– State regulators start taking notice of Bitcoin. The Bitcoin Foundation gets a cease-and-desist order from California, saying it needs to be licensed as a money exchanger in the state. It denies being a money exchanger.

– A baby is bought with Bitcoins. Seriously.

Survey shows that a quarter of people have heard of Bitcoin.

Price at beginning of June: $129.50. End of June: $95.

JULY

– The Winklevii announce they’re seeking SEC approval for a Bitcoin exchange traded fund, so that Wall Street can more easily sink its dollars into the digital currency.

Thailand reportedly bans Bitcoin, based on one exchange ceasing trading per a warning from the Bank of Thailand. However, the rumors of Bitcoins death in Thailand turn out to be greatly exaggerated.

– The SEC charges a Texas man with running a Bitcoin Ponzi scheme, which is funny because critics say Bitcoin itself is a Ponzi scheme. The case will lead a judge to rule the next month that Bitcoin is real money, and that the Texas dude can be prosecuted for bilking people out of it.

– A gamble pays off. SatoshiDice, a Bitcoin gambling site, sells for 126,315 bitcoin (or $11.4 million at the time) to an anonymous buyer

Price at beginning of July: $97.50. End of July: $110.

AUGUST

– Another warning that Bitcoin is an excellent place to put money to avoid paying taxes on it, this time from a University of Florida professor, is splashed across Politico’s front page.

– Germany, home to the famed Bitcoin neighborhood in Berlin, gives Bitcoin a thumbs up, and says it will indeed tax it.

– New York’s state financial regulator subpoenas every important person in Bitcoin and later announces that it may start requiring virtual currency companies to get “Bitlicenses.”

Stories of Bitcoin crimes start popping up. An Android flaw leads to Bitcoin thefts.

– XBT is born. The Bitcoin ticker shows up on Bloomberg terminals, which means currency traders may be getting serious about Bitcoin.

Price at beginning of August: $106. End of August: $147.

SEPTEMBER

– Bitcoin crime spotter: Bitfloor, the 4th largest Bitcoin exchange, gets hacked and loses 24,000 Bitcoin, or $250,000 at the time.

– The Winklevii get beat to the punch. SecondMarket, which was the go-to place to trade Facebook and Twitter shares before they went public, announces that it will let investors bet on Bitcoin.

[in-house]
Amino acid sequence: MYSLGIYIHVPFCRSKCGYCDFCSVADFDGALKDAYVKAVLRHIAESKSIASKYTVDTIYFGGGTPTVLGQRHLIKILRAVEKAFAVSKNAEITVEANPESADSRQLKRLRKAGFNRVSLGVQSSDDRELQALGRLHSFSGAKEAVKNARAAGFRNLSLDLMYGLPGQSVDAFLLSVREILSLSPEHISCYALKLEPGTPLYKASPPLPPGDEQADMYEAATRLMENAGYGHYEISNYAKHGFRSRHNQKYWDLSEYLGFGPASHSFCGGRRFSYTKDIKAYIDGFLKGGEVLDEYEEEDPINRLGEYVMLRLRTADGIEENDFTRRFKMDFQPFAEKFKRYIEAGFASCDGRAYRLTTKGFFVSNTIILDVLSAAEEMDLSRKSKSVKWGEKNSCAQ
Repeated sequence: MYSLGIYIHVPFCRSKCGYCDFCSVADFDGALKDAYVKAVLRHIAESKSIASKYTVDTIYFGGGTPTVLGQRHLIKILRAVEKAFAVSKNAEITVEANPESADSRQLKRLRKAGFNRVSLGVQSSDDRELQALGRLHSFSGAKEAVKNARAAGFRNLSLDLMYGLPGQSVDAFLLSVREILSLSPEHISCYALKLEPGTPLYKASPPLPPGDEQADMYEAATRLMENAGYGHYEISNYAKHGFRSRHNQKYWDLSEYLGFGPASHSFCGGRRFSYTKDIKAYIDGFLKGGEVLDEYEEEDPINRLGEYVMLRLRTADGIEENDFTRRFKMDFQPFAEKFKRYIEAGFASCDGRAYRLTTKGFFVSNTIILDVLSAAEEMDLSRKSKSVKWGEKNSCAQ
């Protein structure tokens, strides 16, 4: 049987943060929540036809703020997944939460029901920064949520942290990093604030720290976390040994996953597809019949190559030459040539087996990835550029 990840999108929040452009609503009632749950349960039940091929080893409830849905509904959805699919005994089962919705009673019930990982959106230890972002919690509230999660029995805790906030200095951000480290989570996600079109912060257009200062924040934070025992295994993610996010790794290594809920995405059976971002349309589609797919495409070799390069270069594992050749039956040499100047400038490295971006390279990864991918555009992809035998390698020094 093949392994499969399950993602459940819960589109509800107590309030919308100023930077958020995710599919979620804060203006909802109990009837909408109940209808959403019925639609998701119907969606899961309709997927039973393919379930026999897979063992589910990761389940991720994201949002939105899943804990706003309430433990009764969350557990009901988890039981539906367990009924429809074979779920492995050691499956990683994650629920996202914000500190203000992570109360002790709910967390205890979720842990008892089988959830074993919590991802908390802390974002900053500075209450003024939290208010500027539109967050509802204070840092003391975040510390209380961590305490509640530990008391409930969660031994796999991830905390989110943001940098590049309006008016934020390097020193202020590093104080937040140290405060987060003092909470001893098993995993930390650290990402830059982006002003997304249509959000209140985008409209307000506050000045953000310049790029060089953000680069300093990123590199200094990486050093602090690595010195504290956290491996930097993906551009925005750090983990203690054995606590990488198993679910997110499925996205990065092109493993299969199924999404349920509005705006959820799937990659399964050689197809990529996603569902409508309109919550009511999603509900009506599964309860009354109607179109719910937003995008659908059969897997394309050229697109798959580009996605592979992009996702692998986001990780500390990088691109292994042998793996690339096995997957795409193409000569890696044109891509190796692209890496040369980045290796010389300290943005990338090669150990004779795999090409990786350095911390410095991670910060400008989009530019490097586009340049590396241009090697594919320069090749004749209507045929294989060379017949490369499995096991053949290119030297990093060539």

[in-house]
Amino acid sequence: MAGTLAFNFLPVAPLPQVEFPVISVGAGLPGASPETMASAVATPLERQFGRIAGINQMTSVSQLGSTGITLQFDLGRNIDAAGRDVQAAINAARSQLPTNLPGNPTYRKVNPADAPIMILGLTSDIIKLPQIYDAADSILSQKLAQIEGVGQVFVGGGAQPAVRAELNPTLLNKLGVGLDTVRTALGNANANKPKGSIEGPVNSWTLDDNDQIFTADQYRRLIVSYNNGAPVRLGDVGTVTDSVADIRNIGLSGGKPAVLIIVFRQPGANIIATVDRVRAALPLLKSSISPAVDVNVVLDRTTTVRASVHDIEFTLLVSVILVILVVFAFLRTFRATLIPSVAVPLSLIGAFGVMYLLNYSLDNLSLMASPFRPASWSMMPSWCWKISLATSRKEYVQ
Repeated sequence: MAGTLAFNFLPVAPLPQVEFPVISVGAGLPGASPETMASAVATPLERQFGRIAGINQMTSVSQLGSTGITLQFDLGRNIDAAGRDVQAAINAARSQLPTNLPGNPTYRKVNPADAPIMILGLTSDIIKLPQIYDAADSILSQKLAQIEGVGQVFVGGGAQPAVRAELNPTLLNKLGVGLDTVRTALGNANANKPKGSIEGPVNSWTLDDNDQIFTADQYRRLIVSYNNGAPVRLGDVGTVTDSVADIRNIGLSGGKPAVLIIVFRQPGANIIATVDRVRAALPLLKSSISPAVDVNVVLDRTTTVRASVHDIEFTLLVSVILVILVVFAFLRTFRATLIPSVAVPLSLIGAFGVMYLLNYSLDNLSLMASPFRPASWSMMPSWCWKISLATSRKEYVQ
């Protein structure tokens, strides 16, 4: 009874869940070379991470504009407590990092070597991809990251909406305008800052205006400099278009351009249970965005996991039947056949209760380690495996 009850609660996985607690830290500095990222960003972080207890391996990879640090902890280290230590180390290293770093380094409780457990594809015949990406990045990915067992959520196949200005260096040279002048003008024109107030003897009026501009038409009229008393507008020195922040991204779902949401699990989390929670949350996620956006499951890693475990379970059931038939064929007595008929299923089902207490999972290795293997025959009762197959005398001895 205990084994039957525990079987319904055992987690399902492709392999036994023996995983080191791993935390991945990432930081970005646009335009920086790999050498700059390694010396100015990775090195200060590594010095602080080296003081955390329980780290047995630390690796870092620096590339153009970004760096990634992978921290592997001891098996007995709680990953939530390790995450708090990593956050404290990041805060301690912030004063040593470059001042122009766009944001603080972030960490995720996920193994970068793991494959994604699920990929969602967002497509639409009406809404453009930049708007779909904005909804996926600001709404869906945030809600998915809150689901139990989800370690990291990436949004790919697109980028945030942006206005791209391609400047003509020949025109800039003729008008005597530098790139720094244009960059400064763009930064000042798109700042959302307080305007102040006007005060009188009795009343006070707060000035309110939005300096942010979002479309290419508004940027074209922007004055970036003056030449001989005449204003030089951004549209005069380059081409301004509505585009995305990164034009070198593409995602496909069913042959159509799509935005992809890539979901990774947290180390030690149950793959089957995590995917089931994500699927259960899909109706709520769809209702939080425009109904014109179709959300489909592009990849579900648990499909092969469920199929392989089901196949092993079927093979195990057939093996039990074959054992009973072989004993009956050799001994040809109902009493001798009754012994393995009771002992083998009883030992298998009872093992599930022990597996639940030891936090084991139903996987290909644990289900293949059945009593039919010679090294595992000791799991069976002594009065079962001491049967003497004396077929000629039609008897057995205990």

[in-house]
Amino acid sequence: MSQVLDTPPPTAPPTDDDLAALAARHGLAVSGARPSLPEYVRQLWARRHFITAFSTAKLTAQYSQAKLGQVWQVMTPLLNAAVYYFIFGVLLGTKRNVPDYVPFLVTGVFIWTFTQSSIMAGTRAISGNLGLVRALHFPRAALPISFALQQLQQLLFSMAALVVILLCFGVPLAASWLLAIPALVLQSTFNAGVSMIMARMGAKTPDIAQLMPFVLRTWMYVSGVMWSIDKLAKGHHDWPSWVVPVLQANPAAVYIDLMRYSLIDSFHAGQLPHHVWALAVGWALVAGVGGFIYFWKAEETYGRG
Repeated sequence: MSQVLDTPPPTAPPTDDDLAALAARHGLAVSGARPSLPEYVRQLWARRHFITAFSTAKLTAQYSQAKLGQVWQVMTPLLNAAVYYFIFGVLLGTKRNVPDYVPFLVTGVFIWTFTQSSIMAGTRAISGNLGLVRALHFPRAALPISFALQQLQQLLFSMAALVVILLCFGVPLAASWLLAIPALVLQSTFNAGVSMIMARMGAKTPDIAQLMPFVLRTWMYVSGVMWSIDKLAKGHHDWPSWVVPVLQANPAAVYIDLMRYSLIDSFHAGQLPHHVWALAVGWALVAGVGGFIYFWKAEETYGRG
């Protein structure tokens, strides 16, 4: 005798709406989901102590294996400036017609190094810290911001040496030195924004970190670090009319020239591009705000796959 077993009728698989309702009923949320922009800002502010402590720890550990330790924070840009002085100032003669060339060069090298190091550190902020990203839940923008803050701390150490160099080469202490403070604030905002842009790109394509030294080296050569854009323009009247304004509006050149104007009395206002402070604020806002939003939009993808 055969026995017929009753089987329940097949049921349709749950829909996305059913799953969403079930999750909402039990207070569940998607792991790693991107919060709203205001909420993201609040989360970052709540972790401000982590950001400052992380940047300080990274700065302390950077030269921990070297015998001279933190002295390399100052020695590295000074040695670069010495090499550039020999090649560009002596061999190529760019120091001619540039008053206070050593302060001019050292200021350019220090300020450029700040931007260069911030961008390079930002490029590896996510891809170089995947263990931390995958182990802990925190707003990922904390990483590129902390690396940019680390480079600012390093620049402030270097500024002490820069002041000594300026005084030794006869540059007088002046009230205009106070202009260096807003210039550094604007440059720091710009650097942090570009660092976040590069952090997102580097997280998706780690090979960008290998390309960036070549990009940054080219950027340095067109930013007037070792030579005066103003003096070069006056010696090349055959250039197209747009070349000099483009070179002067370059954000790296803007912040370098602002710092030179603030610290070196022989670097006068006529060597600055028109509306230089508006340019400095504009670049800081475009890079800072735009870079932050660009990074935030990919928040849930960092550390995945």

– China starts getting interested in Bitcoin, mining many of the coins, and increasingly trading them. Shanghai-based exchange BTC China secretly lands $5 million in venture funding from Lightspeed and eliminates its trading fee. Within two months, it will become the biggest exchange in the world.

– Will do sex work for Bitcoin: An escort service in the UK announces it will accept BTC. Though judging from their public Bitcoin address, they’ve been Bit-blueballed thus far.

Price at beginning of September: $141. End of September: $144.

OCTOBER

– Online drug bazaar Silk Road, which was a famous use case for Bitcoin, gets taken down by the feds. The FBI amasses the world’s largest Bitcoin wallet, seizing over 26,000 coins from the site and 144,000 coins (or $20 million) from its creator Dread Pirate Roberts. It says it plans to sell them after legal proceedings are over. The price of Bitcoin falls briefly but quickly recovers; apparently, investors are happy to a huge and illegal use of Bitcoin wiped out.

– Mainstream bounce: China’s Google, Baidu, starts accepting Bitcoin for its security services.

– Bitcoin’s dark side: Cody “3-d gun printing” Wilson announces that anonymity-enhancing Dark Wallet is seeking crowd-funding via Indiegogo for launch in 2014 to make it harder to trace Bitcoin transactions.

– Bitcoin’s silly side: the first Bitcoin ATM opens in Vancouver.

– The Bitcoin newlyweds take a trip around the world, paying for everything in Bitcoin.

Price at beginning of October: $144. End of October: $209.

NOVEMBER

–  The Federal Reserve issues a Bitcoin primer.

– Crime spotter: As the value of Bitcoin climbs, the crime rate climbs too. $1.2 million stolen from wallet service Inputs.io.

– The U.S. Senate holds its first Bitcoin hearings to determine threats and regulatory needs. The Washington Post descibes them as “lovefests.” The FBI reveals that it formed a “Virtual Currency Emerging Threats Working Group” in 2012, which includes the full alphabet soup of federal agencies, but all the agencies tells Congress that they’ve basically got Bitcoin under control. Federal Reserve chairman Ben Bernanke writes in saying that Bitcoin holds “long term promise.” Months earlier, when Liberty Reserve was being taken down, the Bitcoin community was worrying that Bitcoin could be ruled illegal. This is a huge turnabout. Bitcoin surges in response, hits $1000.

Everyone’s favorite billionaire Richard Branson announces that people can pay to go to space with Bitcoin.

– Roger “Bitcoin Jesus” Ver “loses” a 1,000 BTC/$1 million bet when Bitcoin outperforms gold sooner than he predicted it would, donates to nonprofit.

– Hong Kong Bitcoin exchange closes down taking over $4 million of investors’ funds with it. Judging from China’s Bitcoin moves the next month, this was sufficient to “wake the dragon.”

– UK tech guy supposedly pitched a fortune in the trash.

– Stockholm-based KnC Miner sells $8 million worth of high-powered mining machines within 24 hours.

Price at beginning of November: $144. End of November: $1,220.

DECEMBER

– Coinbase gets $25 million real world dollars from Andreessen Horowitz, becoming the highest venture-funded start-up in Bitcoin.

– Bank of America puts a price target on Bitcoin. Wall Street analysts increasingly covering it.

– China essentially wipes out real world use, saying that Bitcoin isn’t real money. People are still allowed to trade it, but China makes it harder by discouraging payment companies from helping exchanges trade Bitcoin for yuan. This causes the price to fall dramatically.

– Bitcoin crime spotter: Drug bazaar Sheep Marketplace has $220 million worth of Bitcoin stolen. (Note to self: beware of companies that refer to customers as farm animals.)


– Mainstream acceptance: Overstock’s CEO says his company will accept Bitcoin in 2014.

– Paul Krugman declares Bitcoin “evil.

– Thanks to the crazy events this year, 42% of people now know what Bitcoin is.

Price at beginning of December: $1200. End of December: $730.

What did I miss? Tell me in the comments or via email.

The Naughty And Nice Places To Spend Your Bitcoin

Follow @kashhill
/>

Source: Forbes

Comments

blog comments powered by Disqus